A big name in the baseball world, New York’s Yankee Stadium is a must for sports fans, whether you catch a game or learn about Yankees history on a tour of the team’s home field. Built in the Bronx in 1923, the original ballpark closed 85 years later when the city prepared to open the new site across East 161st Street.
Home to 95,000 people, New York City’s Chinatown is one of the largest and oldest ethnic Chinese enclaves in the United States. The Manhattan neighborhood offers a heady blend of restaurants, cafés, sidewalk food stalls, street vendors, and traditional herbal medicine shops. Round out the Chinatown experience at its museums and temples.
Explore the biggest urban zoo in the world. The Bronx Zoo’s 265 acres (107 hectares) showcase species from across the globe, from monarch butterflies and Inca terns to snow leopards and lions. And special exhibits give you the chance to interact with gorillas and other animals.
Fans of the famed painter and sculptor Frederic Remington will love the Frederic Remington Art Museum in Ogdensburg that’s dedicated to the artist’s life and work. Visitors can wander the halls of his former home—now an impressive gallery—where an entire lifetime’s worth of work is on display.
Well-informed docents unlock stories of Remington’s life, family and techniques during extensive tours of the museum. While paintings depicting the Wild West are among some of the most iconic Remington works, travelers say it’s the great bronze sculptures housed in this newly renovated museum that make for a truly memorable visit.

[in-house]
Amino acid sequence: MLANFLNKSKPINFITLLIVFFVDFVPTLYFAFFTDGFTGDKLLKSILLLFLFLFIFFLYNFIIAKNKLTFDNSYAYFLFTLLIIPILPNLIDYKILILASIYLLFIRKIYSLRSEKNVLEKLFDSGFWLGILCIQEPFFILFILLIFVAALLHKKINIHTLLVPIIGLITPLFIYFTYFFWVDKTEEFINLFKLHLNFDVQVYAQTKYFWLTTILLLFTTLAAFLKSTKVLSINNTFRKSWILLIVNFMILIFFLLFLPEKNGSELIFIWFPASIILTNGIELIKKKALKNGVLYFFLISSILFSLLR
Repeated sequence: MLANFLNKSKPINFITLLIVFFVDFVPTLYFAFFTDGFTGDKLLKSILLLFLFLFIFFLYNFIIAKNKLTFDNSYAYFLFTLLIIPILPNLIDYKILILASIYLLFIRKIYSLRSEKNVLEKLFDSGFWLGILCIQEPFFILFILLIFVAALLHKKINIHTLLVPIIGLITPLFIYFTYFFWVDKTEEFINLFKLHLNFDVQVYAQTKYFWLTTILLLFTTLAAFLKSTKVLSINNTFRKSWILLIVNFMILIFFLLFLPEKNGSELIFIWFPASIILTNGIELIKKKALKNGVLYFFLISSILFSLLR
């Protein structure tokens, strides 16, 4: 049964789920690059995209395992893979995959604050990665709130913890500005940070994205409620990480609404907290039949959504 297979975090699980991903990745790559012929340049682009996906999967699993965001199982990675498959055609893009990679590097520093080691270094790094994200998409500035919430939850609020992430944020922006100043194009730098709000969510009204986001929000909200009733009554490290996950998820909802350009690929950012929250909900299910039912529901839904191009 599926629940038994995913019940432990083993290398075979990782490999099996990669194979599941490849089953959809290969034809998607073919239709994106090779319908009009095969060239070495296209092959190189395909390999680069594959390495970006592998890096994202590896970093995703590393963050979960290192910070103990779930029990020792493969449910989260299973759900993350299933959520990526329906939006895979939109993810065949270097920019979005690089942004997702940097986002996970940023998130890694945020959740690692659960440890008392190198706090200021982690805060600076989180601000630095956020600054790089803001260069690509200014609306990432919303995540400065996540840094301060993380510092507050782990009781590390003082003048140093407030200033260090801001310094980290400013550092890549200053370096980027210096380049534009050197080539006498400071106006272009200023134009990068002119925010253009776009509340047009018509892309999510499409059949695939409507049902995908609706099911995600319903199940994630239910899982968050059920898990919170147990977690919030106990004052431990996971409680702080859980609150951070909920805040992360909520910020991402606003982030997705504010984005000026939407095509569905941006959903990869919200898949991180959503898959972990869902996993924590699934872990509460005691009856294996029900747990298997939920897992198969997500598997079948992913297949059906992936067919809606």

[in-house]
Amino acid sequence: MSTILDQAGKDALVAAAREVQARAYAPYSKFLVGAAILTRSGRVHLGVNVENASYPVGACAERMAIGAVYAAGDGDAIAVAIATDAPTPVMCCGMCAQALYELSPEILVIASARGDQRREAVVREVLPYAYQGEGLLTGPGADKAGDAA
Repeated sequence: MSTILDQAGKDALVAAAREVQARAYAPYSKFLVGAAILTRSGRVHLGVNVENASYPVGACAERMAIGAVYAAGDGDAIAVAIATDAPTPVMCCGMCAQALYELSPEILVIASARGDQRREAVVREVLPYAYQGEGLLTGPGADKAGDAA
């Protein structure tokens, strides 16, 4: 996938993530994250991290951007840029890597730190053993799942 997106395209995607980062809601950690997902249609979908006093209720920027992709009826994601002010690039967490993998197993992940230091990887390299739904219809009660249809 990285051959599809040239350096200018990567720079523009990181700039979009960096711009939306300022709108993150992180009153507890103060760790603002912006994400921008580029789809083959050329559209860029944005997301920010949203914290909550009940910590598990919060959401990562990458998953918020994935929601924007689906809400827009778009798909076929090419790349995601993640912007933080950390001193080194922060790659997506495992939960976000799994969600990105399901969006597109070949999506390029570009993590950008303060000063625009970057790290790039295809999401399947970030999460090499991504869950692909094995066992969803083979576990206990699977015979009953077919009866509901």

Located at the heart of Manhattan, Grand Central Station (also known as Grand Central Terminal) welcomes 750,000 people daily who come to marvel at its spectacular architecture and murals, grab a bite to eat, or simply catch a commuter train home.
Whirlpool State Park proves that the Niagara region’s natural beauty doesn’t end with Niagara Falls. With hiking trails, picnic tables, Niagara River views, and an impressive whirlpool, this park is a great place to spend a few hours. Thanks to the highly oxygenated water, there’s good salmon and trout fishing here, too.
Strawberry Fields is a 2.5-acre memorial garden within Central Park that is dedicated to the memory of musician John Lennon, the co-lead vocalist of the Beatles who later became a solo singer and a peace activist. Visit this beautiful spot to honor his memory and his work and to gather with fans from around the world.
- Things to do in New York City
- Things to do in Brooklyn
- Things to do in Long Island
- Things to do in Buffalo
- Things to do in Niagara Falls
- Things to do in Pennsylvania
- Things to do in New Jersey
- Things to do in Massachusetts
- Things to do in Newark
- Things to do in Philadelphia
- Things to do in Niagara Falls & Around
- Things to do in Quebec
- Things to do in Ontario
- Things to do in Illinois